I have had the need to be able to control routes from different routes quite a number of times (both in Mule and Camel). Typically this is useful if you would like to be able to remotely control your routes using any of the available transports. Yes, some might say that you have JMX available to do this and even if your administrators do not want to open up any new ports on the test environment you can always overload a port already being used by the ESB and proxy for example the MX4J interface, however that is a different story.

But why not control your routes using the same way as you interact with your application. If you are sending JMS messages to your application, why not have a queue which receives control messages. Or if you are using web services, why not expose a web service which will allow you to control the routes. This is one beauty of an ESB, you have so much flexibility when it comes to transports to use.

So what I did for camel was create a simple bean, which will perform the control action (START, STOP, RESUME, SUSPEND) on a specific route depending on the Route Id.

The bean has two attributes, routeId and action which can be set to give the bean a default value and a method which takes an Exchange as parameter which is the entry point. From the exchange we attempt to get headers "IntegrationCocktail.RouteController.RouteId" and "IntegrationCocktail.RouteController.Action". If these headers are not set, we use the defaults set directly on the bean. Finally, depending on the action we simply call context.startRoute/stopRoute/resumeRoute/suspendRoute(routeId).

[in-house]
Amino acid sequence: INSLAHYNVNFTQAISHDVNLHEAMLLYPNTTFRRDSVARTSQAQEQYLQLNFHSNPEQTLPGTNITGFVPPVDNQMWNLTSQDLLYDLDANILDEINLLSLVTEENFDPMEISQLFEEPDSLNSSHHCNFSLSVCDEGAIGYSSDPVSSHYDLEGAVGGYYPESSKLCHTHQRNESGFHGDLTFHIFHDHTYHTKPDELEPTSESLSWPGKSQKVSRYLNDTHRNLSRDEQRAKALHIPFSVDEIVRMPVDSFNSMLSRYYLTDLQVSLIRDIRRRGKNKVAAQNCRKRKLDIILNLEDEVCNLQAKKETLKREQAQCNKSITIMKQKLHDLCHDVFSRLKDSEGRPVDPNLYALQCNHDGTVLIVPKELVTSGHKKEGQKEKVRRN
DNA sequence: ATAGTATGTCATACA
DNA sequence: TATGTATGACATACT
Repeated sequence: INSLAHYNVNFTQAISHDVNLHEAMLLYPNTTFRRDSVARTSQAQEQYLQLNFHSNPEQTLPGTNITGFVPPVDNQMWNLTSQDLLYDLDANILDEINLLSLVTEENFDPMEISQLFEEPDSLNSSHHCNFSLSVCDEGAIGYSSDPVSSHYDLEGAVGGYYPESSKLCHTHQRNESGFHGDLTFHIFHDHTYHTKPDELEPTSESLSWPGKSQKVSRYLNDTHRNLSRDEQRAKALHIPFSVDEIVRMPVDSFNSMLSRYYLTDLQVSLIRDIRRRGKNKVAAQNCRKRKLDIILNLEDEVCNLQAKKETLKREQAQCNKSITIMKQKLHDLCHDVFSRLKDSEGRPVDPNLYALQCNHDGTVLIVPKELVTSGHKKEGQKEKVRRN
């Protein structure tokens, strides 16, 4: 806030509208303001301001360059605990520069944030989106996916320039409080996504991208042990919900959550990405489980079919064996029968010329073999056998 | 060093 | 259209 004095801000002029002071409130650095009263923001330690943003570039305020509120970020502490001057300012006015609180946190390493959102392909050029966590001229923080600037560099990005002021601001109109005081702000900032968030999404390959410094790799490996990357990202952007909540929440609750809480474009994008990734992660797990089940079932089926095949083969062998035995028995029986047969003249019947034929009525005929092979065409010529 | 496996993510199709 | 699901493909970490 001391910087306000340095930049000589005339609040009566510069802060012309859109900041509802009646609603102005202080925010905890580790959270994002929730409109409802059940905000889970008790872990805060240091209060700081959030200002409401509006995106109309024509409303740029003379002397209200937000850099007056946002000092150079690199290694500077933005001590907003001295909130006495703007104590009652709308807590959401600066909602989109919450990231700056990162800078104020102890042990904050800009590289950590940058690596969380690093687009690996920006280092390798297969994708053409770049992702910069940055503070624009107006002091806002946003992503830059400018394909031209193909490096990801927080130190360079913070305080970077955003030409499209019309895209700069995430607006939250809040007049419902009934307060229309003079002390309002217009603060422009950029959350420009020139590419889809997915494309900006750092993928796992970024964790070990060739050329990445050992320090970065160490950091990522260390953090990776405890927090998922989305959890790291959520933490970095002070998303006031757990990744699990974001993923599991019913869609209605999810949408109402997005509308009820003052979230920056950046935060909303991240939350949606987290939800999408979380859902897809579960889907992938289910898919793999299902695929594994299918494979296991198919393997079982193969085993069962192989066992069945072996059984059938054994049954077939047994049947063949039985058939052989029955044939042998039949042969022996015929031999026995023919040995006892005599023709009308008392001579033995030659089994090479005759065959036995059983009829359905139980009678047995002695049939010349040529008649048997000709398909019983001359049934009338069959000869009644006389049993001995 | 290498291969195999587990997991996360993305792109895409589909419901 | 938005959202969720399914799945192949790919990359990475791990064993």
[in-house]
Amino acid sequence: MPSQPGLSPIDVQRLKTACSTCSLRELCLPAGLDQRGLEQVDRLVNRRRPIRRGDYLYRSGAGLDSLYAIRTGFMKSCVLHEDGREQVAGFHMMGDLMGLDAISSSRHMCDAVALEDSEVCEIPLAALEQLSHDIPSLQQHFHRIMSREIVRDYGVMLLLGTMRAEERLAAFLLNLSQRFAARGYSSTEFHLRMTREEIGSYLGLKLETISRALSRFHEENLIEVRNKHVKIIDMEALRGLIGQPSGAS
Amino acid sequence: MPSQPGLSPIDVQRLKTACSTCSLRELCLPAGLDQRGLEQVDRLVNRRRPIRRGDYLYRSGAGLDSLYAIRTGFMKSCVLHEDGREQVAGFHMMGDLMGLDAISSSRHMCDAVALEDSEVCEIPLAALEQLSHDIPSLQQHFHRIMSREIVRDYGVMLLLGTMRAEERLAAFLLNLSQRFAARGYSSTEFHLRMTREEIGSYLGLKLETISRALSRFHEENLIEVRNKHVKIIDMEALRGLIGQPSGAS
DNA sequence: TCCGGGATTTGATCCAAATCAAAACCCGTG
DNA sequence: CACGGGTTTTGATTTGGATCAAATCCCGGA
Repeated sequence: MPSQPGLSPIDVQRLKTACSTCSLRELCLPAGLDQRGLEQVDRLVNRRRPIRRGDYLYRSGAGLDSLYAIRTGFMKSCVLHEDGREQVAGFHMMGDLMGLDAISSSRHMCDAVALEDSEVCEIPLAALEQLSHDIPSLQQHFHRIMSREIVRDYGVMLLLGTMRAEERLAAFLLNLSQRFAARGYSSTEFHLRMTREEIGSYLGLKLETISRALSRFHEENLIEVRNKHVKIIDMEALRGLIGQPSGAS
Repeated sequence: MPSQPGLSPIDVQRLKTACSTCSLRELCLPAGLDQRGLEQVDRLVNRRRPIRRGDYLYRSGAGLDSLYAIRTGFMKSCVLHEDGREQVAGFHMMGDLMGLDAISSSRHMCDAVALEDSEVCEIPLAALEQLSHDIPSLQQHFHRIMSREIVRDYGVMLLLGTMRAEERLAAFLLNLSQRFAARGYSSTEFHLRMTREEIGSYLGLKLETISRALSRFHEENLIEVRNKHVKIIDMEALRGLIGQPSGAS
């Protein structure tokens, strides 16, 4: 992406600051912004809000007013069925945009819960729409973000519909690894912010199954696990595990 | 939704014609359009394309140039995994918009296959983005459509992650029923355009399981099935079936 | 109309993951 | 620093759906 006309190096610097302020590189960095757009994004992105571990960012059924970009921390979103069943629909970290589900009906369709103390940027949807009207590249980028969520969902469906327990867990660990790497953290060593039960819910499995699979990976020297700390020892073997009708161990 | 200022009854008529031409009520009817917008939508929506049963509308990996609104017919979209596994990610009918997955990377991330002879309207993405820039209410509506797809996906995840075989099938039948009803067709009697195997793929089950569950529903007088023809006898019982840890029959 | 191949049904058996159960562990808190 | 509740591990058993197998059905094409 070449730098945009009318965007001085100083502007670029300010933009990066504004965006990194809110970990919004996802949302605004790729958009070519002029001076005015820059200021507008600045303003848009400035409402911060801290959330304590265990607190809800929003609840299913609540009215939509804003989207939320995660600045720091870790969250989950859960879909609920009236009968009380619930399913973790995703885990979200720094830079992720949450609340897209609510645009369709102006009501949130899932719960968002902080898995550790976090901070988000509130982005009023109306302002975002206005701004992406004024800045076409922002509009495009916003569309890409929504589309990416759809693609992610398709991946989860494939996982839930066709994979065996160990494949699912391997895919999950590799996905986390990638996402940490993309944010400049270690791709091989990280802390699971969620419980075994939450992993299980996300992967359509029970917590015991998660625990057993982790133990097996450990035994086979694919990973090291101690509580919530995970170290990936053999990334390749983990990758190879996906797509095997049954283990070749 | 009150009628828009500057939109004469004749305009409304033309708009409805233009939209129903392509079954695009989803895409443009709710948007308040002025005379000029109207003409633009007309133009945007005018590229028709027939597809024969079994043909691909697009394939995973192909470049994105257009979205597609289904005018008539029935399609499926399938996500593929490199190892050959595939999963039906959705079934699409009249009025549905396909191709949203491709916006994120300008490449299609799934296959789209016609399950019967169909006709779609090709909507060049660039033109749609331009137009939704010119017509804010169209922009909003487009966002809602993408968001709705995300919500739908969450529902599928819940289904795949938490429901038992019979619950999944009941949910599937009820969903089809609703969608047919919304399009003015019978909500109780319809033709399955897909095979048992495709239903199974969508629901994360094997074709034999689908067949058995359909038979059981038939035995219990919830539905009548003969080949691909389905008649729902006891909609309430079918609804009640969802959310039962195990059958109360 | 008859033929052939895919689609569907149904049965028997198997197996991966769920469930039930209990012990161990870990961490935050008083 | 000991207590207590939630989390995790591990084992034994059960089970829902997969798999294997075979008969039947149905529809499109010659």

To use this bean, you can choose to either give it static behaviour by setting the attributes on the bean, or dynamically by setting the appropriate message headers. The source code is availale on the integration-cocktail github repository and I created a camel-tools project where I will be putting such tit bits. For examples for how to use this bean you can look at the tests.

Finally, a question that inquisitive readers might ask is, will it be possible to stop or suspend the current route? Can you use this bean to for example stop the current route when an exception is thrown? Technically, it will work but not elegantly since by default the DefaultShutdownStrategy kicks in to enforce a graceful shutdown which will wait for all in flight exchanges to finish. However, the current exchange which initiated the stop request is still in flight so you will end up waiting until the timeout. We will polish the behaviour of the RouteController for such situations in another post.

Until then, feel free to to suggest other possible ”tools” for both Camel and Mule either by commenting on the post or at integrationcocktail@google.com.